The big anchor is more of a problem. Under the sole aft of B-5? A Danforth style anchor would fit under there if you made a big enough hatch.

I agree with WoodnMetalGuy about the ballast tank.

Under the cuddy sole I'd like to put a pair of small RB hatches, but I'm not sure what goes in there yet. Books, flashlight, flat-screen TV…

I know some people have been opening up the holes in B-5 and B-6, but I'm more inclined, if anything, to close them up with plywood covers, to make them independently watertight, just in case Something Very Bad happens.

What else? Oh, it would be nice to have a spot for the VHF radio, the GPS, the foghorn, a water bottle, and a half-eaten sandwich where they're instantly reachable but won't wind up rolling around underfoot.

And the compass! I haven't found the perfect solution for mounting the compass.

Am I over-thinking it yet?

Cheers,
Rob



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Sun Dec 08, 2013 7:10 am

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Hi Rob
embeds below marked***
But first the premise for my comments below: SCAMP was designed as a day sailor/near shore beach cruiser not really suited for open water. I believe some daysailing boats should not be converted for more ambitious sailing away from shore. A few others can be successfully converted. SCAMP is a boat with possibilities if thoughtfully approached.

SCAMP works out nicely as a micro cruiser for my particular type of use. I also believe the changes I have made to #2 are for the most part unnecessary for other SCAMP's.

However any boat can fall on hard chance such as being caught out in a blow, cracking into rocks when landing, banging docks, etc so some of the elements I have incorporated into #2 while seemingly not necessary for daysailing use may be good to have in place just in case. I look forward to posting info on #2 when she is done.

Rob Hazard wrote:
Hey Howard!
I've now done dry assembly of the bulkheads and panels from B-4 aft and am ready to start gluing stuff together.
I made my own oval hatches for B-3 just large enough for me to slide my torso into in case I need to get in there for some reason. I actually cut holes in several pieces of scrap ply to determine the smallest opening that would work.

The thing is, there is so much available volume in this boat that it's tempting to just put hatches everywhere and figure out where to put stuff later. I'd rather put some thought into what stuff should go where and let that determine hatch size and placement.

***This little boat is the largest (most voluminous) 12 footer I have been aboard. Easy to start thinking holes for hatches everywhere but this is really not necessary. You may want to consider opening up bulkheads 6&7 (under the seats) so you can get access through one or two hatches in the seats.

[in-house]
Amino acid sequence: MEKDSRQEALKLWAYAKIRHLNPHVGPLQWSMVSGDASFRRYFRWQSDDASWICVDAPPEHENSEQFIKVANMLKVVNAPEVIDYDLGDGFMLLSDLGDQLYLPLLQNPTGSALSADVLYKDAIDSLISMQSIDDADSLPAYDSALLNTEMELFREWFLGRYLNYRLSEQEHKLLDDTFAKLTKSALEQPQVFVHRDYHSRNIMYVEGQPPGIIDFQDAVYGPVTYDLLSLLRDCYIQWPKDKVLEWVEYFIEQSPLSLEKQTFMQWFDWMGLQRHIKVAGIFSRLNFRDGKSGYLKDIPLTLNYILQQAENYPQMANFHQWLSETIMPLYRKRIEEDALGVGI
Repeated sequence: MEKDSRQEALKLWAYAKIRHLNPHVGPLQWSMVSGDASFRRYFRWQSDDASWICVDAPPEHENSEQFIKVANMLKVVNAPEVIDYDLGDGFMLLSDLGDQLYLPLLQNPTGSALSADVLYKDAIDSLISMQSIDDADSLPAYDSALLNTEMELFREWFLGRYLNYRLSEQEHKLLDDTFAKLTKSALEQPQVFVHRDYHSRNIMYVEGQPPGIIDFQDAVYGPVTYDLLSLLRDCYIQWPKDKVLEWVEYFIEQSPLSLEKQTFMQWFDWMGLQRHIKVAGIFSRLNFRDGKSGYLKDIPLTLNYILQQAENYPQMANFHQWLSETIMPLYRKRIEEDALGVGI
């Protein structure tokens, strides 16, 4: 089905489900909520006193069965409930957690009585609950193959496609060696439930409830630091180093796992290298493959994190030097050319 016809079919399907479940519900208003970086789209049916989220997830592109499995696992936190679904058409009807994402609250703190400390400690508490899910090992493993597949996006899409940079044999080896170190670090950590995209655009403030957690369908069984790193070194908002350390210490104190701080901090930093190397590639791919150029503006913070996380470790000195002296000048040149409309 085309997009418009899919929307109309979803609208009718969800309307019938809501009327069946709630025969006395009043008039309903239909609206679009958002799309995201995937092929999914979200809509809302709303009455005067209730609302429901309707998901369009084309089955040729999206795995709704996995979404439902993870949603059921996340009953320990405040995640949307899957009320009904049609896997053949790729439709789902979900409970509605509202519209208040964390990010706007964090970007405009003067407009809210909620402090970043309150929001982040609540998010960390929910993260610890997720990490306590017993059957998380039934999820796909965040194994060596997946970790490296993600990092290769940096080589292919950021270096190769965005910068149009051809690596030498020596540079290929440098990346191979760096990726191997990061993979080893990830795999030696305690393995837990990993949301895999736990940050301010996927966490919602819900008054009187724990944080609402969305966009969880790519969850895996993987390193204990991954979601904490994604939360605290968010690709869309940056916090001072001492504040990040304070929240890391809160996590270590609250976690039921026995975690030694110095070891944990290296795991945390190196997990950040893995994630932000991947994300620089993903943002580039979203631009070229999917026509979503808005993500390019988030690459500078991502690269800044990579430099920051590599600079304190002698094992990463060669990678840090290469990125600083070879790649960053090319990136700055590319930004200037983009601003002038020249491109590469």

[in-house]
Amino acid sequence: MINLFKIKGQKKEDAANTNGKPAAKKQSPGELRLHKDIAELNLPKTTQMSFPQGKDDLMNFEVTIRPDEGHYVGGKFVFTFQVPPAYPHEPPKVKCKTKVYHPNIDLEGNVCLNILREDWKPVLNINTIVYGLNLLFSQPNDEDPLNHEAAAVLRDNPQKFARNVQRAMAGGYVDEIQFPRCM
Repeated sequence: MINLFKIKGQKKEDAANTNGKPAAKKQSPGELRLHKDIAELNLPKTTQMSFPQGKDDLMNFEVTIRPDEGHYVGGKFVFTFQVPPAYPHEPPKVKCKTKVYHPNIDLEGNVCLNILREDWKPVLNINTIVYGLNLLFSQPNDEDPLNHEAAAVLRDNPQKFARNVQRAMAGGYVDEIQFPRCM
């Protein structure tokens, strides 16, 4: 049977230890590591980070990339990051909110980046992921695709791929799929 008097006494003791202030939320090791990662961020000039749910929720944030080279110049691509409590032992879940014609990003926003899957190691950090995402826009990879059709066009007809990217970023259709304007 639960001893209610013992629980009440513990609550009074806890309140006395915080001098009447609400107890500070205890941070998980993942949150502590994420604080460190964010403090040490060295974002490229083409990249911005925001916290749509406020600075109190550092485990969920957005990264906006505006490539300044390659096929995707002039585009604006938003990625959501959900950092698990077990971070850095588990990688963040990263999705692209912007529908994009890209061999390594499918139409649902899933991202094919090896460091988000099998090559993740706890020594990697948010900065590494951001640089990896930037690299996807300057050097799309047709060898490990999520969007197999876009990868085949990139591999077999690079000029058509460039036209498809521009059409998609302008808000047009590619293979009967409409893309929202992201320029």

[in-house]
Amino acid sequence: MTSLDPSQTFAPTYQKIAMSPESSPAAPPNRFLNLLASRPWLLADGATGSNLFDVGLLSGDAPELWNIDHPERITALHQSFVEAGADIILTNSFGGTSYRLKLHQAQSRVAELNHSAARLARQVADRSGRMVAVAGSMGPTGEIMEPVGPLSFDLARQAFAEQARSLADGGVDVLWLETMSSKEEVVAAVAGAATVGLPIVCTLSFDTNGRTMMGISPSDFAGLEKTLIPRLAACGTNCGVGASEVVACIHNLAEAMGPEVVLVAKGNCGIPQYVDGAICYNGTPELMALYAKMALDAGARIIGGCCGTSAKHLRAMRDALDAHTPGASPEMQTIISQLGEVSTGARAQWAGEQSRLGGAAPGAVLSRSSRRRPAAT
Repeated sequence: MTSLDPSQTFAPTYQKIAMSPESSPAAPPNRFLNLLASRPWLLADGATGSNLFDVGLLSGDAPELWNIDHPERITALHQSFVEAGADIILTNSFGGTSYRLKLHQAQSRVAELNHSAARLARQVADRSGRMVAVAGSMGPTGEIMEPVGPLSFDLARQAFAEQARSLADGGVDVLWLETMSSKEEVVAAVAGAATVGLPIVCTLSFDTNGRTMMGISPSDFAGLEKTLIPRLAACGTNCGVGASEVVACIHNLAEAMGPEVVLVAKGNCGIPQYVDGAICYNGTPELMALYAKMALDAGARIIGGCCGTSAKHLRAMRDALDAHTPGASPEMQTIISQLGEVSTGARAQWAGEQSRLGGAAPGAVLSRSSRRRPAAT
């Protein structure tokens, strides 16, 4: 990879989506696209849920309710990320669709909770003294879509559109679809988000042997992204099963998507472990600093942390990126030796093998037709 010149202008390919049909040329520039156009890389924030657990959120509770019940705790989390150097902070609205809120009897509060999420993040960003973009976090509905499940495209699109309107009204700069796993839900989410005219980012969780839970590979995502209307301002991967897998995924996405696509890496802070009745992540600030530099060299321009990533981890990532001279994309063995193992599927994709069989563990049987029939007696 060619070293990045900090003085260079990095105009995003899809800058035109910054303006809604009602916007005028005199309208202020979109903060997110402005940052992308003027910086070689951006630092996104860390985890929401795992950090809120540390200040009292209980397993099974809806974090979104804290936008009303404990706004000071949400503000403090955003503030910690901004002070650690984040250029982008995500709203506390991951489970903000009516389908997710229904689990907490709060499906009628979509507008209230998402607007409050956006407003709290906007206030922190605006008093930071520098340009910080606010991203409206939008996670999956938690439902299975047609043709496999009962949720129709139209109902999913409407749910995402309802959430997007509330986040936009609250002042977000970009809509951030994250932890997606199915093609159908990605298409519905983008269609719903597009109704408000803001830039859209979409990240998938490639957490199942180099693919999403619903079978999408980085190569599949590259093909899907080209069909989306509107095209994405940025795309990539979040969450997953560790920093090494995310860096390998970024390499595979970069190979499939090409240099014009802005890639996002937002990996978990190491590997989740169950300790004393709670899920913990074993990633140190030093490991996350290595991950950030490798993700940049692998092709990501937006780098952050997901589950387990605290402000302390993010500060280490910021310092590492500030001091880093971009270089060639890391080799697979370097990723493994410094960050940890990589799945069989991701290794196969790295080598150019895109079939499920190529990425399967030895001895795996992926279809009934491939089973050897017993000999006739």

The huge space forward is easy; the only stuff that'll go there is my sleeping bag, air mattress, and dry clothes. Don't want a lot of weight up there! The hatches are large enough that I shouldn't need to roll up the bag or to even deflate the mattress.

***I was fortunate enough to do some of the initial testing or assessment of SCAMP and in this mode I did the first overnight aboard. It was dead of winter (Dec 27th) and the wind chill got down to 10 degrees above zero. During the early pitch black night a snow squall blew up at around force 6 and I had to quickly strike the cockpit tarp and put my sleeping gear away. It was a snap to do as I just stuffed everything without dry bags forward. I hauled the hook and rowed (blown) down wind to a more comfortable anchorage.
Man was I glad to get that tarp re-rigged. Once back inside the cuddy out of the wind I had a great sleep and awoke to a calm snap cold (18 degrees F) morning for a coffee bean roast, hot latte and a delicious breakfast Russell Brown's wife Ashlyn had prepared for me.

I figure that for sailing trim the heaviest stuff should be concentrated amidships, probably more to the port side since the off-centerboard with its trunk weighs about 40lbs.

***You can actually stow evenly on each side as SCAMP sucks up weight without much trim effect. What is more important is where you the sailor sit, there is a sweet spot for optimal trim for each point of sail.

I'm thinking of water bottles, food, cookstove, etc. This would be stuff that doesn't need to be gotten at in a hurry, so it could be secured so it won't shift. I'm thinking port side seat between B-4 and B-5.

Since every outing seems to begin and end with dock lines and fenders, I'd want a large space where they can be organized for quick access. The long towline would be in there too. For that I was thinking port side B-5 to B-6 with a large Russell Brown hatch if it will fit there.
Another large item to be stowed will be the cockpit tent. I haven't given that much thought so far, but I'm pretty sure it'll be bulky and not easy to scrunch up in a compact bundle.

***Rob if you build a tent the right way it should not be very bulky. The one I am building for my use is made of materials that allow me to fold and stow it in quite a small bag.